I was a page in the mid-1970s, and the experience still evokes not just fond memories but the pride in being part of our democratic process. While technology no longer necessitates that pages “run” between the Capitol and congressional offices, this program offered a unique opportunity for young people to learn the intricacies of our government while learning from one another. Pages from the east and west coasts, from large urban areas and small cities, Democrats and Republicans, lived and worked together, ever ready to assist members of Congress. We stood side by side in the back of the House chamber as President Gerald Ford delivered his first State of the Union address in the aftermath of the Watergate scandal. We bore witness that the peaceful transition of power, as outlined in our Constitution, does indeed work.
The Senate is continuing its page program. Perhaps there is a way for the House to reconstruct its program to continue the rich heritage of the service of congressional pages. In an era when positive dialogue needs to replace vitriolic discourse, engaging young people in the political process is a constructive beginning.
Susan Wachs Goldberg, Clarksville
It was common for House pages to imagine themselves as members of Congress. Why wouldn’t we? Pages were permitted to casually stroll through layers of security into our ornate workspace — the very chamber where wars were declared and two presidents were impeached.
Pages often brought family and friends on tours of the House floor. We’d point out the bullet holes from the 1954 shooting by Puerto Rican nationalists (and recount how brave pages carried away wounded lawmakers). Our visitors would stand in the spot where someone annually announces, before the State of the Union address, “Mr. [or Madame] Speaker, the president of the United States.”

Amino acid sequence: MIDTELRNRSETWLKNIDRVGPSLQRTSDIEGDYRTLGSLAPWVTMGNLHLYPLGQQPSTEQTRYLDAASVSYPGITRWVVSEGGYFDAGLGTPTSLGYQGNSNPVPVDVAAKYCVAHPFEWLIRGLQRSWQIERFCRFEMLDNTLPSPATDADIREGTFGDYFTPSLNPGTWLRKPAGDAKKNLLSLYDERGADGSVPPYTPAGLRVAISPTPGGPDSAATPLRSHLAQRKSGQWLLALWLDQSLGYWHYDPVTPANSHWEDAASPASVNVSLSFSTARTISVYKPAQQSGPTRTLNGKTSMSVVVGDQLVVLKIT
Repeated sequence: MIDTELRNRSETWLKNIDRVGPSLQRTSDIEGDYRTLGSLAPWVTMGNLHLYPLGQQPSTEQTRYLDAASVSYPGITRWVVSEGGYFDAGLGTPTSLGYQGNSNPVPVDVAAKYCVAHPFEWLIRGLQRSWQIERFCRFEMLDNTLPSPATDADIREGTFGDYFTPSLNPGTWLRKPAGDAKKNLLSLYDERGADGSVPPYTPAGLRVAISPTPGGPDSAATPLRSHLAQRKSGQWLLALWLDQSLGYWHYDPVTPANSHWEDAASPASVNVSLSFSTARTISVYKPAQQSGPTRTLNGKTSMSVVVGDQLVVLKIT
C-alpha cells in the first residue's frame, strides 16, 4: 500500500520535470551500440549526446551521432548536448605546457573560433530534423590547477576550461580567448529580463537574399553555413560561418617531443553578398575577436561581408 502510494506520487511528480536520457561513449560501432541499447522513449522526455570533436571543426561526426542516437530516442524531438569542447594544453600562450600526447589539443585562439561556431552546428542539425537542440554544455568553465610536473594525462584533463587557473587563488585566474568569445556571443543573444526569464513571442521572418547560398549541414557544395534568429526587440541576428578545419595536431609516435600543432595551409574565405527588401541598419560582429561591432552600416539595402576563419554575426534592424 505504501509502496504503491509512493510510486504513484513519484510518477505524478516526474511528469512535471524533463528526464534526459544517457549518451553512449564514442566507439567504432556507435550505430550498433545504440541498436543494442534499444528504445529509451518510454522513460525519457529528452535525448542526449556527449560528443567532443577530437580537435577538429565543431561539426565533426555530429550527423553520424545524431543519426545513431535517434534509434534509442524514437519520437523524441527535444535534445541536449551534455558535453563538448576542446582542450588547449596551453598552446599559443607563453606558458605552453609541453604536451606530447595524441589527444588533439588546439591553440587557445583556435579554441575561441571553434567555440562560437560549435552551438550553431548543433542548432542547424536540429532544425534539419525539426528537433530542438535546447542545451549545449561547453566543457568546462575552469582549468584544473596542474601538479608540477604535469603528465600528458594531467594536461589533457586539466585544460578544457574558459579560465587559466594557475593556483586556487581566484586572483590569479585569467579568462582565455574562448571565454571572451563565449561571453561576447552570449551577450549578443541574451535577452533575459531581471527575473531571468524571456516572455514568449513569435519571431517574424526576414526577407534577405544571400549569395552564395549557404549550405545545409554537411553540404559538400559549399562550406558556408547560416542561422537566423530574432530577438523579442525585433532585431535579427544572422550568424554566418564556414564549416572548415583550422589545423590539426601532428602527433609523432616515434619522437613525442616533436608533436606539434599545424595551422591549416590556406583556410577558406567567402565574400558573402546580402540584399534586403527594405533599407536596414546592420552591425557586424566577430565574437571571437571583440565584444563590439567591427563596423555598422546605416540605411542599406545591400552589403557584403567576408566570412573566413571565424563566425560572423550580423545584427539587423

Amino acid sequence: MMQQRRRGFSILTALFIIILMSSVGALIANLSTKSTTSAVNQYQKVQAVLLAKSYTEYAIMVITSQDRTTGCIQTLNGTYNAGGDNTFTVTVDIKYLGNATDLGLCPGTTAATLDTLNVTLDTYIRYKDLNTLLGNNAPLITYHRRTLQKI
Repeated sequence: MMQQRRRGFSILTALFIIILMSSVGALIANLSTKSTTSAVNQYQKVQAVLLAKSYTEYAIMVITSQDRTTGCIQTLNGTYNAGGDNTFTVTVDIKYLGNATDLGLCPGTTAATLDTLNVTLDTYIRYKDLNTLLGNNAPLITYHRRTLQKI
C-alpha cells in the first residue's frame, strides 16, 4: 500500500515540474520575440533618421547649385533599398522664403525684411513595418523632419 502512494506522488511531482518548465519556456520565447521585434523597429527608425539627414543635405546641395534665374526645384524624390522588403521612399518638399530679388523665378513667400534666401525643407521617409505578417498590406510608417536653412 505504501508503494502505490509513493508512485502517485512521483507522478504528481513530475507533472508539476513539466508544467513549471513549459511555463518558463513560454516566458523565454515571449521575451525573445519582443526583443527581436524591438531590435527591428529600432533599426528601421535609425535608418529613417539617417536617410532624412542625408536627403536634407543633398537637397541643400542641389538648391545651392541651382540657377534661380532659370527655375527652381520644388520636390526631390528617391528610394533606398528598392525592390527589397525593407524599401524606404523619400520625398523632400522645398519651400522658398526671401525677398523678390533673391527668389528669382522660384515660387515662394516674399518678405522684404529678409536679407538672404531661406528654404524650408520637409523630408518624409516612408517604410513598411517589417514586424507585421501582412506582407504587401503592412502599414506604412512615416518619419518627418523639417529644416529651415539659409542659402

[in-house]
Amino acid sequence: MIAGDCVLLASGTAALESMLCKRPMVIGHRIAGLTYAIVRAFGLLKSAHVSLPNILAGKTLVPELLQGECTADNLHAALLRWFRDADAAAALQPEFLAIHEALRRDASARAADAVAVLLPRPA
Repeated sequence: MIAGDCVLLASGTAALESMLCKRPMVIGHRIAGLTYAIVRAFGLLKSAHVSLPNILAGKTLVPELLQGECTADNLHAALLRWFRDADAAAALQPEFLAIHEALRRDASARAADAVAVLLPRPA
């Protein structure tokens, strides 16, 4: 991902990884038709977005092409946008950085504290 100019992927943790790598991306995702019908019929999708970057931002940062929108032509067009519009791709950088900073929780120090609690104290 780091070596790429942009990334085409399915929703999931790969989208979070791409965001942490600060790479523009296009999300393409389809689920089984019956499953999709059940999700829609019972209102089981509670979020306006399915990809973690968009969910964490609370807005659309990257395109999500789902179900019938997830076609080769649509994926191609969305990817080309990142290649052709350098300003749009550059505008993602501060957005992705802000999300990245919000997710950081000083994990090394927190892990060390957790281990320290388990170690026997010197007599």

During my time as a page in 1997, my ego was astronomically stroked the day I was asked to speak on the House floor to a large tour group of students. As I stood in the well of the House carrying on about my splendid life as a page, I was certainly convinced that I had arrived.
After my remarks, the first question came from a chaperone, who confidently asked: “Is your mom named Sylvia?”
I was crestfallen. How dare she ask me, an imaginary member of Congress, about the identity of my mother? In retrospect, I’m glad she brought things back down to Earth.
The chaperone indeed knew my mother, who had recently retired as a special-education teacher in Charleston, S.C. In her own childhood, my mother was forced to walk by white schools to attend her separate and unequal black school. Until someone casually suggested that I apply, I had never heard of the page program or visited Washington. My participation was not a matter of patronage or privilege. But somehow I was there. And after my little speech, my mother’s name was uttered in the very room where Lyndon Johnson once said, “We shall overcome.” That’s as American as it gets.